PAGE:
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Scarabaeidae


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Scarabaeidae

Scarabaeidae

Synopsis of the Genus Tocama (Coleoptera: Scarabaeidae: Melolonthinae)

Distribution of Cyclocephala spp. (Coleoptera: Scarabaeidae) in Kansas

Vibrational Signals and Mating Behavior of Japanese Beetles (Coleoptera: Scarabaeidae)

Parasitoids and Pathogens of Japanese Beetle (Coleoptera: Scarabaeidae) in Southern Michigan

Cultivable Gut Bacteria of Scarabs (Coleoptera: Scarabaeidae) Inhibit Bacillus thuringiensis Multiplication

Biology and Management of the Sugarcane Beetle (Coleoptera: Scarabaeidae) in Turfgrass

Lethal and Sublethal Effects of Ivermectin on Onthophagus landolti (Coleoptera: Scarabaeidae)

Life- and Fertility-Tables of Maladera matrida (Coleoptera: Scarabaeidae)

Temporal Pattern of Ovipositional Readiness in Spring Species of Phyllophaga (Coleoptera: Scarabaeidae) in North Central Texas

Characterization and Usefulness of Soil-Habitat Preferences in Identification of Phyllophaga (Coleoptera: Scarabaeidae) Larvae

Seasonal and Nocturnal Activities of the Rhinoceros Borer (Coleoptera: Scarabaeidae) in the North Saharan Oases Ecosystems

Preference of Temperate Chinese Elms (Ulmus spp.) for the Adult Japanese Beetle (Coleoptera: Scarabaeidae)

Efficacy of Botanical Insecticides from Piper Species (Piperaceae) Extracts For Control of European Chafer (Coleoptera: Scarabaeidae)

Impact of the Activity of Dung Beetles (Coleoptera: Scarabaeidae: Scarabaeinae) Inhabiting Pasture Land in Durango, Mexico

Hoplia equina (Coleoptera: Scarabaeidae) and Nontarget Capture Using 2-Tetradecanone–Baited Traps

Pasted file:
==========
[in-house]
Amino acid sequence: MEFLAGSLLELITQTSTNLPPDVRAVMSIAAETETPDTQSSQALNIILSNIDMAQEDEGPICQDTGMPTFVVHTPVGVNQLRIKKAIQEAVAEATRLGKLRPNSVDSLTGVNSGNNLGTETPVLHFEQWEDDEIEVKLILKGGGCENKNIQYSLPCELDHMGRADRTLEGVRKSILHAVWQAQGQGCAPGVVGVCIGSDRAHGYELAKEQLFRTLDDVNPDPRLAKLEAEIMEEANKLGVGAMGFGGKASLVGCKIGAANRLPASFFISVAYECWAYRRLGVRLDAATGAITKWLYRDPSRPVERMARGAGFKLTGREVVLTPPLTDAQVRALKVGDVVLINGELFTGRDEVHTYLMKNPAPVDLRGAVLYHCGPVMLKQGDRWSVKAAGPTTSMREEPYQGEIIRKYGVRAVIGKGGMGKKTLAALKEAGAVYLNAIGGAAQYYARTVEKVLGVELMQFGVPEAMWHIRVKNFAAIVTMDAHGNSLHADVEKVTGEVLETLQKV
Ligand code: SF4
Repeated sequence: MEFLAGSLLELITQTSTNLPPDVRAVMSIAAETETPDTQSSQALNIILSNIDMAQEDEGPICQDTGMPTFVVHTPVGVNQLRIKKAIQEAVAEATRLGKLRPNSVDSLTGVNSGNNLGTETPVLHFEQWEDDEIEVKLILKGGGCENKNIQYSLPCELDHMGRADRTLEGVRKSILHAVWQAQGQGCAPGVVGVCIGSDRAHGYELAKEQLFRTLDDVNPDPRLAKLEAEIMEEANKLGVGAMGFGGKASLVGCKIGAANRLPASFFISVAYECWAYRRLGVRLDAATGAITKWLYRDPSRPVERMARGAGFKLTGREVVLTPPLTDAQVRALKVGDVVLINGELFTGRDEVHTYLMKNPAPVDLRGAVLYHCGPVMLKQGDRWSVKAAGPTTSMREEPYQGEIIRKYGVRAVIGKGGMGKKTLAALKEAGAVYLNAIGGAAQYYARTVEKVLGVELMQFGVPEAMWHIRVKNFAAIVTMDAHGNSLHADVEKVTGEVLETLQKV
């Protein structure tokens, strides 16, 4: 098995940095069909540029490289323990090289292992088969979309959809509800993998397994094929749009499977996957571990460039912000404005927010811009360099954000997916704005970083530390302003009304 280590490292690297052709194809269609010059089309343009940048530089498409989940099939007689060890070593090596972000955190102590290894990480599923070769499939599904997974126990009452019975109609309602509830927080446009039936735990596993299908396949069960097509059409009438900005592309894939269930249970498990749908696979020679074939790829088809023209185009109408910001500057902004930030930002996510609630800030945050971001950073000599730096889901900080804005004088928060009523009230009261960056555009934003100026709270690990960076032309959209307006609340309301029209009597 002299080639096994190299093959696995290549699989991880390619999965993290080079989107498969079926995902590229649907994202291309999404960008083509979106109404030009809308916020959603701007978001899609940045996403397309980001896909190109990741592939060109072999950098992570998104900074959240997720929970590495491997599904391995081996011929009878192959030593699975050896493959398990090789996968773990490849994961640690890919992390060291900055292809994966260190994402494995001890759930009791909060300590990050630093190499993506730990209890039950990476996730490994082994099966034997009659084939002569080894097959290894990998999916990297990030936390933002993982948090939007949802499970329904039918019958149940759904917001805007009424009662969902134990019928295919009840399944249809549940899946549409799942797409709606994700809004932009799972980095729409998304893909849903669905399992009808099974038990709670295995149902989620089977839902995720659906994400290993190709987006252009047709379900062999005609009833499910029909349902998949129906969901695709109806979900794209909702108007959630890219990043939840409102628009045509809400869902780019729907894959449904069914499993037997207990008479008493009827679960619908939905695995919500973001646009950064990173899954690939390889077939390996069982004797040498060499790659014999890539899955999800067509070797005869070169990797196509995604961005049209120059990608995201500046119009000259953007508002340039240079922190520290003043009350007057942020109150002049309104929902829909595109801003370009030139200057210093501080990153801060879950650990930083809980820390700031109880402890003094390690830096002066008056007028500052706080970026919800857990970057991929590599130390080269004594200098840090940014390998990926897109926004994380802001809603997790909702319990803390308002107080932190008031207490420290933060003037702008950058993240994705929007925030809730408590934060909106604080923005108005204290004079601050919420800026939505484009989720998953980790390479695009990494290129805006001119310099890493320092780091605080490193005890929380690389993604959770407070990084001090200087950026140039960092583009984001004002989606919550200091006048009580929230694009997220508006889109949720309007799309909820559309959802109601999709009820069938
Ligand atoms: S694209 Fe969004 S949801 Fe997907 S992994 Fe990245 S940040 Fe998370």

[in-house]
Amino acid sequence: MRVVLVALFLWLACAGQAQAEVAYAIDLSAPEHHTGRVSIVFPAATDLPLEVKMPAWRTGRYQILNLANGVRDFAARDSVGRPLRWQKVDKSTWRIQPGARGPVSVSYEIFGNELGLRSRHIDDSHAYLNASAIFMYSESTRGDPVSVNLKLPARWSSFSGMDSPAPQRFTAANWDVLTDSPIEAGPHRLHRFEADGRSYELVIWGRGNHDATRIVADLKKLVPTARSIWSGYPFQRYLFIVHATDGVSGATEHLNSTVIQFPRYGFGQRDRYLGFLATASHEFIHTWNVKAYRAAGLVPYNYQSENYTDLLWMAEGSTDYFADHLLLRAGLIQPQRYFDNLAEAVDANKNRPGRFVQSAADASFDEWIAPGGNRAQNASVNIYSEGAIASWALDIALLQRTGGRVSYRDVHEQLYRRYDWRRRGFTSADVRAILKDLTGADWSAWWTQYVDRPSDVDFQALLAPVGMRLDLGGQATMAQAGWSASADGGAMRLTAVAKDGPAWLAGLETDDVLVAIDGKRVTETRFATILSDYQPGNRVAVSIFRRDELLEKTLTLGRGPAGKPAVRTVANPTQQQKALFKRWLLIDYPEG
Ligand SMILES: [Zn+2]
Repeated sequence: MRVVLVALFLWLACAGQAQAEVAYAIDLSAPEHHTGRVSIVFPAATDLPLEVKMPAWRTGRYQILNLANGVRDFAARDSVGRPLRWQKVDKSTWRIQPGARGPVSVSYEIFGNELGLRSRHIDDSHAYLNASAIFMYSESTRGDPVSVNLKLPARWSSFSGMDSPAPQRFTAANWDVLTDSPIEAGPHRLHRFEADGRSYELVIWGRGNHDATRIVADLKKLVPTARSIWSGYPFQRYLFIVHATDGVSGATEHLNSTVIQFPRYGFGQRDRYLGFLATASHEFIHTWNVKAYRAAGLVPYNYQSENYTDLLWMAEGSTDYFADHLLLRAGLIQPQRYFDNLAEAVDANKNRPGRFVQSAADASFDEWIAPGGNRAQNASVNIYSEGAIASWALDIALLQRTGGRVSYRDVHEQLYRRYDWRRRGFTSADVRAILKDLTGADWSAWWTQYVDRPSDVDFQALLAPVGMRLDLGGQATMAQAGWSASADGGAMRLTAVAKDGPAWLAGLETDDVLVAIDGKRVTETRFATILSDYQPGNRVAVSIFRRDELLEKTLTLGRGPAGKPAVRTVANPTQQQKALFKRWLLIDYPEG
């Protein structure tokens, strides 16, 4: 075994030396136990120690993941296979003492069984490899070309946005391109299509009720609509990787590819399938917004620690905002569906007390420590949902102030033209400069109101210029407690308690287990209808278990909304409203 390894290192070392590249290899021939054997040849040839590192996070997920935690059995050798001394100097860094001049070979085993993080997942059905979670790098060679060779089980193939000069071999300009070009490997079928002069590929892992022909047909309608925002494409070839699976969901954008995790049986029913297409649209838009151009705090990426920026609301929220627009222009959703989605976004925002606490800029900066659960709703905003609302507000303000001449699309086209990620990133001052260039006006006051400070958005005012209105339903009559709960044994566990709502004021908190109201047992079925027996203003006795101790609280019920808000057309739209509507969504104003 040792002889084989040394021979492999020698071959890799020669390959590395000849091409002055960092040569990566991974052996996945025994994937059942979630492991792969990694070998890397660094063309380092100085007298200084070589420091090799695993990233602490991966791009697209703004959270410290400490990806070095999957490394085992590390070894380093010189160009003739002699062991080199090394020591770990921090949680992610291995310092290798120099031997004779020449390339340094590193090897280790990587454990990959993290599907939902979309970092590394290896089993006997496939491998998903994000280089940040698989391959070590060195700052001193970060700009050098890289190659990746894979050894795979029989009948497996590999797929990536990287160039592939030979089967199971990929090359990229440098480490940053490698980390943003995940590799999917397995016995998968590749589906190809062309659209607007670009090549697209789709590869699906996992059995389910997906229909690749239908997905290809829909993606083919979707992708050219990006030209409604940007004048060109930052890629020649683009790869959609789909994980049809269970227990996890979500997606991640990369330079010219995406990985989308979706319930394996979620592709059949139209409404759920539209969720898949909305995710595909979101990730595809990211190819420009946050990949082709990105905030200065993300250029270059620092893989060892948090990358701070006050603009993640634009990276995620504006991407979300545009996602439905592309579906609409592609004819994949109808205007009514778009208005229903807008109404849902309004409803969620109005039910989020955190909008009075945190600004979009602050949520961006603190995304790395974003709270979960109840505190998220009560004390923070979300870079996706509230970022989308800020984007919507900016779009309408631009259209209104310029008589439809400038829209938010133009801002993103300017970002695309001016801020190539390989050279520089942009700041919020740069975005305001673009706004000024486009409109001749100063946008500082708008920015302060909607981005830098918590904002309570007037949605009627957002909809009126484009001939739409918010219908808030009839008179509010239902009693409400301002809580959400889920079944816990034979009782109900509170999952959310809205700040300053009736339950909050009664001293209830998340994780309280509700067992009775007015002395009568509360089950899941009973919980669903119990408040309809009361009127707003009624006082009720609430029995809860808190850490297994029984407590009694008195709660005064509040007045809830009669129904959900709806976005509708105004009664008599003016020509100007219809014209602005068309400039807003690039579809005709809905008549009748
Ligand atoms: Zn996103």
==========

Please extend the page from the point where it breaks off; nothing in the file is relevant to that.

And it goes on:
Disruption of Sexual Communication of Oriental Beetles (Coleoptera: Scarabaeidae) in Highbush Blueberries with Retrievable Pheromone Sources

Mating Disruption of Oriental Beetle (Coleoptera: Scarabaeidae) in Turfgrass Using Microencapsulated Formulations of Sex Pheromone Components

 

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; subclass Pterygota, order Coleoptera)

Family of beetles, which are very diverse in form and habit, and are 2–150 mm long. The antennal club consists of movable, flattened plates. Chafers (e.g. Melolontha melolontha, the maybug or cockchafer) are nocturnal. Adults are leaf-feeders, often pests. Larvae are C-shaped, fleshy, and feed on roots, often taking up to three years to develop. Dung rollers (e.g. Scarabaeus sacer, the sacred scarab) have front legs without tarsi, specialized for forming the dung ball that is rolled to an underground chamber to feed larvae. Some species remain with their young until these are mature. Cetoniines (rose beetles) are large, brightly coloured, and diurnal (e.g. Goliathus giganteus, Goliath beetle, which is up to 150 mm). Larvae are found in decaying plants; adults feed mostly on fruits or flowers. Dynastines, the rhinoceros beetles (e.g. the elephant beetle and Hercules beetle) are virtually all tropical. Adults are dark, shiny, and nocturnal, with large curved horns on the head and thorax of males. Some larvae are pests of sugar-cane and palm trees. There are 17 000 species.

Subjects: Zoology and Animal Sciences.


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